For a long time, China and its rapid capitalist development were praised as a model. As recently as 2017, China’s new emperor Xi Jinping was hailed at the meeting of the global capitalist establishment in Davos, Switzerland as a “champion of free trade and globalisation”. “World leaders find hope for globalization in Davos amid populist revolt”, wrote the Washington Post at the time, January 2017, and in the article, Fred Bergsten, the former director of the Peterson Institute for International Economics, who has advised several US governments, said: “If we look back five years from now, 10 years from now, you could say this was a turning point, at which China did move up in the direction of asserting the kind of global leadership role that the U.S. has had for about a century and might willfully be abdicating”.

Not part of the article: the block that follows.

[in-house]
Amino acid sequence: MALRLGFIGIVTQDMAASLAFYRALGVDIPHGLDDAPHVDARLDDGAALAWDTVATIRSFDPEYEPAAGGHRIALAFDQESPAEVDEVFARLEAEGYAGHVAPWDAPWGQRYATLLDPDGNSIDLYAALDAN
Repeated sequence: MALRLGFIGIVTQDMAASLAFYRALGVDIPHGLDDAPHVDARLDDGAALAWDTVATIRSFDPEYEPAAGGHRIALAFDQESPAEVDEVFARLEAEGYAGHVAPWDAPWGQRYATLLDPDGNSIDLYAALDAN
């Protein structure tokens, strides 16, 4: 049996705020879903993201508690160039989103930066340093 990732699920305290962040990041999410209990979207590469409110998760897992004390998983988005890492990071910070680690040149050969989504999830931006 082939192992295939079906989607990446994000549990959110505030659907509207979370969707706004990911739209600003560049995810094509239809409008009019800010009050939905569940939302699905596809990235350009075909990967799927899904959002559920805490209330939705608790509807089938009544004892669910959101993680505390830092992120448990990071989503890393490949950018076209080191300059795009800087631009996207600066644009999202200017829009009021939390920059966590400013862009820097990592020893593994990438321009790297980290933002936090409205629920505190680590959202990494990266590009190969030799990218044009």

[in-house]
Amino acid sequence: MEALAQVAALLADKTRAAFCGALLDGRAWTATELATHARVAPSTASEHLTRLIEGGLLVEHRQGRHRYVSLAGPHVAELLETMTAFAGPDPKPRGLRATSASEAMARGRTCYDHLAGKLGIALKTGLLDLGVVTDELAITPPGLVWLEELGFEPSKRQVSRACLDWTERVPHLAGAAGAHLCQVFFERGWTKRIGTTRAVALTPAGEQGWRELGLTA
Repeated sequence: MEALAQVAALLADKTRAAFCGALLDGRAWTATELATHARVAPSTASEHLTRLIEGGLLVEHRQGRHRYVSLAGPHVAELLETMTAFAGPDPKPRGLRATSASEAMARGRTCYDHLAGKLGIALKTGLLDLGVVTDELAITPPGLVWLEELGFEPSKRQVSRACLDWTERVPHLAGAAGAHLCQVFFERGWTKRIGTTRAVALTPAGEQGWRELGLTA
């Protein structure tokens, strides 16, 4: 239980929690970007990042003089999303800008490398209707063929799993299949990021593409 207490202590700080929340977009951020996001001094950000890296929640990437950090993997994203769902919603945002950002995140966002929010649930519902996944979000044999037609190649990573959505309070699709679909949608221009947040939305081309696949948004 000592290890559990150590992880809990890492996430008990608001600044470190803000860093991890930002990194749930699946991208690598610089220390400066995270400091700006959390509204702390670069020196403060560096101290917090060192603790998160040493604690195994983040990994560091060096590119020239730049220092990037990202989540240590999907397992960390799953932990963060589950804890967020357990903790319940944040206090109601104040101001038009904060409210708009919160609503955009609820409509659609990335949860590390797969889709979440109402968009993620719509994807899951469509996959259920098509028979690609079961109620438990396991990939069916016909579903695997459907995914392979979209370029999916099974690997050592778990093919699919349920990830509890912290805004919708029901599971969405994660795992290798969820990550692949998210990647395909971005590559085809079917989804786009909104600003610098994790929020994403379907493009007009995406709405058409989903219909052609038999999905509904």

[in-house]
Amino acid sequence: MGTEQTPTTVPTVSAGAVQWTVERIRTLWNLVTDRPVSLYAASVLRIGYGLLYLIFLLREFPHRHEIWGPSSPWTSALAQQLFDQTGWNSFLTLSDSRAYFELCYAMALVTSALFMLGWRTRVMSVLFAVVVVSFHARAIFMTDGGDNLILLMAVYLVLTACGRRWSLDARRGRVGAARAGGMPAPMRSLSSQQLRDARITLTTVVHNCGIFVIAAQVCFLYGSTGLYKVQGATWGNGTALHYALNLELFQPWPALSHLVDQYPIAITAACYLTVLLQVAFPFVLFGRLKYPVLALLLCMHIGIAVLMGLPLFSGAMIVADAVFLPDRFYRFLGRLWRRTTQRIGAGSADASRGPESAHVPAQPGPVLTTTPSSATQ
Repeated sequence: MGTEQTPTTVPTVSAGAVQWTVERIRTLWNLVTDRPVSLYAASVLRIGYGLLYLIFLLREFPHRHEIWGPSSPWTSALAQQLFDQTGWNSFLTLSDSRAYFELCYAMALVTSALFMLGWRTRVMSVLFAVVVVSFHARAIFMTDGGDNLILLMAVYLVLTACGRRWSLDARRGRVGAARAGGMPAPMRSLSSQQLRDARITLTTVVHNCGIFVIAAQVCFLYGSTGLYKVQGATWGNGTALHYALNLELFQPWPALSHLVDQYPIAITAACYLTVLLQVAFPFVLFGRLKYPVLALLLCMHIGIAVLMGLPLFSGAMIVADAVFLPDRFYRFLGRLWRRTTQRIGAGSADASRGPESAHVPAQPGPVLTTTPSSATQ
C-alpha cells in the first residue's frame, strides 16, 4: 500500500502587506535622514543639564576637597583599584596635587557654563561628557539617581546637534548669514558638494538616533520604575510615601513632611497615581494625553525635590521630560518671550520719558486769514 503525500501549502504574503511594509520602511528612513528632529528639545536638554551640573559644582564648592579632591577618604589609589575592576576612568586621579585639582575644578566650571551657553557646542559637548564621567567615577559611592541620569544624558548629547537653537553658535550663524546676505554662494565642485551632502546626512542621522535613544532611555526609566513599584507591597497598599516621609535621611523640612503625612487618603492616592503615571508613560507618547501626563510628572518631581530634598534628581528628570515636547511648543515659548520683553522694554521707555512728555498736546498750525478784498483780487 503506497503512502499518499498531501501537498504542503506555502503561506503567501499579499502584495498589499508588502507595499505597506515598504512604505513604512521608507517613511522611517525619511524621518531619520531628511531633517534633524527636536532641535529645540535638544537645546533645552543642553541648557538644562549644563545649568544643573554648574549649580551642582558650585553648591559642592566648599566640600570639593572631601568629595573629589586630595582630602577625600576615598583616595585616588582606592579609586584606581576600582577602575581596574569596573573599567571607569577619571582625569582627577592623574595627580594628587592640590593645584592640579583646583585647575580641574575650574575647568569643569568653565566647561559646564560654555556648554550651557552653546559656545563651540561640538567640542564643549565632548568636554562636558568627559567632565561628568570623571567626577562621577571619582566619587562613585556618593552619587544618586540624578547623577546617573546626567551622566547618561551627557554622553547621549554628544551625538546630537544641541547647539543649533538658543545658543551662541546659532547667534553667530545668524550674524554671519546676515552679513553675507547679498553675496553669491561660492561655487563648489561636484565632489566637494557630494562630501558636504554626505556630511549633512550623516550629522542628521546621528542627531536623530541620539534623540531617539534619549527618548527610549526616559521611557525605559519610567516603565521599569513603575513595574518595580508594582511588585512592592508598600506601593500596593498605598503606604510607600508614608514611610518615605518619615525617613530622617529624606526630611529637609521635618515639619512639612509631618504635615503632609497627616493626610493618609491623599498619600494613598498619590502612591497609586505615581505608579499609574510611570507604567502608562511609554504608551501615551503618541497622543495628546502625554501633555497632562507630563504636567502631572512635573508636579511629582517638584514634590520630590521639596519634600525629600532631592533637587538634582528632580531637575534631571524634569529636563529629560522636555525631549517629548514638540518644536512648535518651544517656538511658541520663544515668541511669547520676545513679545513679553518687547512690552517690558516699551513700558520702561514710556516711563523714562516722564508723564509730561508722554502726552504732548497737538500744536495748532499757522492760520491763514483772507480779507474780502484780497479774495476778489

It’s hard to find a more erroneous forecast. A year later, US President Donald Trump started to implement trade restrictions on China, which responded with its own restrictions on US imports. Since then the new Cold War has been heating up and the two rival superpowers have formed blocs. “A bloc dynamic, the dependence of weaker imperialist states on the very strongest, has taken hold and consolidated processes around the two poles of U.S. and Chinese imperialism,” writes Kolo.

The New Cold War is more complex and potentially more dangerous than the old. The old Cold War was between two blocs based on different socio-economic systems, but the share of the Stalinist bloc, the allegedly ‘socialist’ one, in the world economy was small. Unlike the Stalinist Soviet Union, Chinese capitalism and imperialism also pose an economic threat to U.S. global hegemony. China is the world’s second largest economy and the largest exporter and is deeply integrated into the value and supply chains of the global economy. China is also the world’s second biggest military power and its navy has more warships than the U.S. Navy. It is therefore quite common nowadays to hear warnings like this one in The Atlantic on 9 August: “A New Cold War Could Be Much Worse Than the One We Remember”.